Valley Chestnuts: Taking Root
In an agricultural state best known for corn and soybeans, a new crop is taking root. This crop, the chestnut, is better matched to Valley Chestnut's loamy soil, broken-up patches of land, and narrow valley roads not suitable for large equipment.
A purchase of 40 acres, which began as a timber retreat in the early 80's, eventually became home to three generations with the gradual addition of houses and land. Six grandchildren grew up in close proximity on that farm, making memories that would last a lifetime, and Richard Lane (my dad) wouldn't have had it any other way.
Determined to steward the land, nurture family ties, and hand down traditions of hard work and independence to his grandchildren, Dad was open to new endeavors that encompassed his values and ideals. He'd considered growing chestnuts decades earlier and in 2017, when he became reacquainted with Tom Wahl (a leading chestnut authority living just twenty miles up the road), his interest was piqued once more.
Dad's enthusiasm and confidence in chestnuts grew rapidly from there. He studied the chestnut market. He tested his soil and learned that it was ideal for chestnut growth. He visited other farms, learning everything he could firsthand. And somewhere along the way, my 70-something father purchased his first computer to access online information as well.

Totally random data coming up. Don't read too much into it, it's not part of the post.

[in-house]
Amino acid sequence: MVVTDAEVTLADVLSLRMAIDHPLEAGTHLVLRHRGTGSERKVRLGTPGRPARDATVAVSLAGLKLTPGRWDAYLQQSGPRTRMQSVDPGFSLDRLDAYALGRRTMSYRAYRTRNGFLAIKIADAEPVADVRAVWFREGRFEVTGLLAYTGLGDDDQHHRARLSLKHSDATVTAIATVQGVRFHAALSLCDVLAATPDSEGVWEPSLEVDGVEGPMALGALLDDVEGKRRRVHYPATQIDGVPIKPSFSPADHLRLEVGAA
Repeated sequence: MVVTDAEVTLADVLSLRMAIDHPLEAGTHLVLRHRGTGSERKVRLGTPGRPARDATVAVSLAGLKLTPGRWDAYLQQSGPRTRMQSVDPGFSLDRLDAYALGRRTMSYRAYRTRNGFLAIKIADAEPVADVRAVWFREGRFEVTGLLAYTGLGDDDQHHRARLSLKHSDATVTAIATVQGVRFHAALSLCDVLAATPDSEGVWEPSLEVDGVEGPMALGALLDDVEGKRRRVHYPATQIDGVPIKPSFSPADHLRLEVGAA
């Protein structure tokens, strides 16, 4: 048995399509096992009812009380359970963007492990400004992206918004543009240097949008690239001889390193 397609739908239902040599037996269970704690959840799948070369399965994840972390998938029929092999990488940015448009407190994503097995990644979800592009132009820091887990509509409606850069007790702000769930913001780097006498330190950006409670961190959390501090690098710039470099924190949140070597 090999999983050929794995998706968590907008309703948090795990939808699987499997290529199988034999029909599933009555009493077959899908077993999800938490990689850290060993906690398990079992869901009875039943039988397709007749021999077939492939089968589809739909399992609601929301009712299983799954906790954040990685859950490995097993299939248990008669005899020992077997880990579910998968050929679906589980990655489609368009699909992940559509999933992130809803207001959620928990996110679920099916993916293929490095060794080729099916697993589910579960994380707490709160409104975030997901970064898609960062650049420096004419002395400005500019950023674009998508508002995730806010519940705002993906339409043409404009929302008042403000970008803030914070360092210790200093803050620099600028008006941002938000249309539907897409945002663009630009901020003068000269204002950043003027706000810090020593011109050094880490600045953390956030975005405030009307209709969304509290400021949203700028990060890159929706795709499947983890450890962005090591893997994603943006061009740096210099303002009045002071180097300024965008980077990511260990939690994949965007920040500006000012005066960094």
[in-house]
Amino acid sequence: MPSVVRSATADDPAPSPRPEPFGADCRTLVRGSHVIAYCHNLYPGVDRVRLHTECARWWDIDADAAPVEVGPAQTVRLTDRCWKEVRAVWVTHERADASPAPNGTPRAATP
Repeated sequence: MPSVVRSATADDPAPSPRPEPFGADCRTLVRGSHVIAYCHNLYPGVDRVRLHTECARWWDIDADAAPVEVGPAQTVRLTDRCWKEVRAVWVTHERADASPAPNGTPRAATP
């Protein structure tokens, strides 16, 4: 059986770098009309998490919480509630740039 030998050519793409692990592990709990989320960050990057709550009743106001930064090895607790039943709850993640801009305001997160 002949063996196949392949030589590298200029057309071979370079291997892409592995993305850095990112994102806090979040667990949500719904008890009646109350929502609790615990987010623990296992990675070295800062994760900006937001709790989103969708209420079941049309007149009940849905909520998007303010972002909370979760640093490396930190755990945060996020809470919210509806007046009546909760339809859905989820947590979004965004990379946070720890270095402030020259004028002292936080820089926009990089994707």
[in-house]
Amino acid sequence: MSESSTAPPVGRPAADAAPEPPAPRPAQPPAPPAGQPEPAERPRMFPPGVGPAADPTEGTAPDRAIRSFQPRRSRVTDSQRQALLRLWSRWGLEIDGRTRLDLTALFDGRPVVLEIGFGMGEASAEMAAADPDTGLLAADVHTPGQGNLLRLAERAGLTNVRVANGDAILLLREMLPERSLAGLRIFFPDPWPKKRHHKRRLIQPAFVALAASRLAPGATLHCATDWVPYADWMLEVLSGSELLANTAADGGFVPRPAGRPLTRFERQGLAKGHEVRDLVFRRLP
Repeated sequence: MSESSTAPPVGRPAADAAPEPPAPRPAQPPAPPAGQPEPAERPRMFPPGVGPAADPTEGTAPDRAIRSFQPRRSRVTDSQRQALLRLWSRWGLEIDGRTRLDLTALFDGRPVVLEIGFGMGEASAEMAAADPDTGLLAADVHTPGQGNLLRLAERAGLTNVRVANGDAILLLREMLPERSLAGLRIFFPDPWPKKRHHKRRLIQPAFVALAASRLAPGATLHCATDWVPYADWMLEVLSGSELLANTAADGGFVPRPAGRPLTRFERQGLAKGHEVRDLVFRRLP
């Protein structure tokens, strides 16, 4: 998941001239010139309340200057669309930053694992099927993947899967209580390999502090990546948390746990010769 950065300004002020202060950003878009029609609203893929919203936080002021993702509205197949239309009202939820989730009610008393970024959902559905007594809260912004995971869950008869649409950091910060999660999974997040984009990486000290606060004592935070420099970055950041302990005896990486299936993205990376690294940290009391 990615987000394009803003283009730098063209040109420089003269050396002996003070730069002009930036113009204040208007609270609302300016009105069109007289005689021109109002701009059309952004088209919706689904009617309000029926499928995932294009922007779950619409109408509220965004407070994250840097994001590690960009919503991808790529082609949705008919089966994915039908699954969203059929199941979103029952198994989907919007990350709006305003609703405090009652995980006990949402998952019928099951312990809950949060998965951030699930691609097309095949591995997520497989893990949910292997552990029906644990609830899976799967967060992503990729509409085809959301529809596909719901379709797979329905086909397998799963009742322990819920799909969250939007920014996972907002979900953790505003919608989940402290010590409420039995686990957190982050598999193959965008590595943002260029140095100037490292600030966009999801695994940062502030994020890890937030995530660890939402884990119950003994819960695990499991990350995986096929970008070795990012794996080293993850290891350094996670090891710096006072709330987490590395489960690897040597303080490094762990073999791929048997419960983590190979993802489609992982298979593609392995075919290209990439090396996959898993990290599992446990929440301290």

Dad became convinced and, furthermore, was willing and able to invest in something that might not show returns in his lifetime. Just one question remained, really: Would his vision take root with his family, making such an investment worthwhile?
That would not be a problem. To date, five descendants and their families are committed and each is finding their niche in a family business that holds great promise. In 2019, a processing line will be installed, nuts will be purchased from local growers, and the retail portion of the business will be launched. Meanwhile, more chestnut trees are being planted and roughly 2600 will be in the ground by the close of 2019 --- approximately 25% of the current goal.
Years will pass before trees mature and startup costs are recovered. Profits are nowhere in sight. But with those he loves united behind a common purpose, Dad is already seeing returns on his investment. The kind of returns that make a man feel very rich indeed.